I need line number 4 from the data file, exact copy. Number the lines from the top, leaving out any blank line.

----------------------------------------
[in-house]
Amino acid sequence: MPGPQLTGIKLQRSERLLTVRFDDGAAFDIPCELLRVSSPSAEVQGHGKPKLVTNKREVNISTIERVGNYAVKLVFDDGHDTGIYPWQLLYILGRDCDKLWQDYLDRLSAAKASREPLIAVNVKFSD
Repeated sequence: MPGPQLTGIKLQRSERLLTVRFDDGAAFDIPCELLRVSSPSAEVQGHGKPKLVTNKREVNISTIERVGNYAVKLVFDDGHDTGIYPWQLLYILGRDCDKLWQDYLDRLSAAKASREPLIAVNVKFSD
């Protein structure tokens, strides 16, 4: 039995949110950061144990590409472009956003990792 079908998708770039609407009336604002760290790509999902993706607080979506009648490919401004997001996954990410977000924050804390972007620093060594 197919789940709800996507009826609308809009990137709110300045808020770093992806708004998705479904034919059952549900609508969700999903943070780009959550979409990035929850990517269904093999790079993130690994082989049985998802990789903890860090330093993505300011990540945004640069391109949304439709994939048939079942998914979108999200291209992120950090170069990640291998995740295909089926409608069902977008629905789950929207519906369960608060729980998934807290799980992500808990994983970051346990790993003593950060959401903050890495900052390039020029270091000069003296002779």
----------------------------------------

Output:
């Protein structure tokens, strides 16, 4: 039995949110950061144990590409472009956003990792 079908998708770039609407009336604002760290790509999902993706607080979506009648490919401004997001996954990410977000924050804390972007620093060594 197919789940709800996507009826609308809009990137709110300045808020770093992806708004998705479904034919059952549900609508969700999903943070780009959550979409990035929850990517269904093999790079993130690994082989049985998802990789903890860090330093993505300011990540945004640069391109949304439709994939048939079942998914979108999200291209992120950090170069990640291998995740295909089926409608069902977008629905789950929207519906369960608060729980998934807290799980992500808990994983970051346990790993003593950060959401903050890495900052390039020029270091000069003296002779």